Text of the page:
Showing 25 posts tagged parislemon
Asked by anandx
I respond to a few when I can. But I get way too many to respond to all of them. It’s still better than email :)
Thank you, dear readers.
Asked by Anonymous
Honestly, I’ve tried to look into this and have no idea what’s up here. My guess is that it’s something Tumblr recently changed, but it could well be Feedburner (which Google should probably just kill off already). If anyone has any ideas, I’m all ears.
I’ve looked at the feeds on all available RSS readers and I can’t seem to recreate the problem myself. But I’ve gotten pinged about the raw HTML issue a few hundred times, so it’s clearly very real.
My advice is to perhaps try the raw RSS feed found here: http://parislemon.com/rss.
Or stop using RSS, it’s dead anyway. (I kid, I kid. Sort of.) You can always find the Twitter feed of all posts here: https://twitter.com/lemonfeed.
Sorry for the trouble, thanks for reading.
Not above reblogging this.
A little while ago, I hacked together a “Stuff I Like” area at the bottom of this blog. A lot of Tumblr themes have this option, but even more don’t seem to take advantage of that data, which surprises me.
I love the “Like” data because it ends up being the easiest way to interact with stuff on Tumblr. I reblog quite a few things these days, but for everything I reblog, I probably Like 50 to 100 things. I use reblog if I think a piece of content will be of particular interest to my audience (or if it’s of particular interest to me) or if I want to add some commentary to something. But there’s still a little more friction in the number of clicks it takes to share something and keystrokes if you’re typing. Like is one click and you’re done.
I like this tiered system for Tumblr — High level: your own post. Medium level: a Reblog. Low level: a Like. And it’s great to be able to surface them all in one place. Those who just care about the stuff you care the most about can follow your feed (either in Tumblr or RSS) and get just what you post and reblog. But those who want to see everything you’re interested in can visit your site and see the Likes as well.
Like areas also allow for the creation of fascinating juxtapositions such as the one above, which I approve of. This is high art, people.
Asked by Anonymous
Good call. Fixed.
On vacation. Posting infrequently. Be back soon.
When most people write books, they sit down with the goal of writing one. I cheated. Instead, I blogged non-stop for five years, writing about hundreds of different topics on various different sites and had someone edit a collection of those together into a book after the fact.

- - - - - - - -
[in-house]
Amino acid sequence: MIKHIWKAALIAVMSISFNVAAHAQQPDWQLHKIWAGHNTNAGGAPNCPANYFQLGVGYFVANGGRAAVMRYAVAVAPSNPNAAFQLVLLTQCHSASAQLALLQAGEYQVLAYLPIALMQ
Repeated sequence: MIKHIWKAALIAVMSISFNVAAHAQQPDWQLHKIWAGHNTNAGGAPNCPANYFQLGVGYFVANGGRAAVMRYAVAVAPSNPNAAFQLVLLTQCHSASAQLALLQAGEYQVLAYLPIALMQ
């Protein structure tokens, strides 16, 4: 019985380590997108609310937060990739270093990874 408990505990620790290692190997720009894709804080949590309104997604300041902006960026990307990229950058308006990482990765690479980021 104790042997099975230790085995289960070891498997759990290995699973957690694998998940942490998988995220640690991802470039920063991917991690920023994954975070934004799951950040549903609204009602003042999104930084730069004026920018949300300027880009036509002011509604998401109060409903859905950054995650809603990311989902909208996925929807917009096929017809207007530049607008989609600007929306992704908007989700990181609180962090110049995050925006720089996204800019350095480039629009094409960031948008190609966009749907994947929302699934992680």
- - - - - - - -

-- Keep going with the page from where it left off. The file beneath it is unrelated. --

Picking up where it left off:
It’s actually rather genius.
Not necessarily the book, mind you — I’ll let you decide that — but the idea behind it. A startup called Hyperink is behind it and they approached me with the opportunity to repurpose and reinvigorate some of that past content I had made. They’ve previously done this with Foundry Group’s Brad Feld and had great success (he just released version 2 of his blog-to-book).
One of the greatest strengths of blogging is also a weakness: content is very easy to get out there, but because of that, it’s also extremely ephemeral. Every blogger has dozens, if not hundreds, if not thousands of posts that they poured time into, but after a short shelf life, those posts are lost in the ether of the web — most never to be found again. Some of those are great posts. It doesn’t matter. On the Internet, fresh content is paramount.
Hyperink is trying to change this with Blog to Book series. Specifically, they’re looking over past posts to find the best ones (based on a number of factors — some subjective, some not) and putting them together in an eBook format. More will be coming from other bloggers in the future.
To be clear, all of this is previous published content that is available for free on the web. But the book is edited together together in a way that I actually think is pretty fun and seamless. I’ve also included some updated commentary on some of the topics. It’s 177 pages of pure joy and jackassery.
Perhaps most importantly, the price is fair. If you buy it on Amazon or Barnes & Noble, you’ll pay just $4.95. And for a limited time, you can buy it right through Hyperink for just $2.99. With that purchase, you can get the eBook for the Kindle, Nook, iPad, or just a PDF.
Enjoy. And thanks for reading.
Holy response to the new layout! Not to fear, I just enjoy trying new things out. May switch back. May not. May switch to something completely different again.
I do appreciate the feedback though. More to come.
After wanting to puke for a couple weeks, went ahead and made the logo all pretty-like in a Retina sort of way.
It was two years ago this month that I moved this blog over to Tumblr. Today, 2,155 posts later, I passed 100,000 Tumblr followers. I sincerely appreciate all the interest and support.
Asked by Anonymous
Quite honestly, I got sick of looking at it on a daily basis :)
I like to switch things up from time to time. Eventually, I’ll suck it up and have an actual designer do something with this site.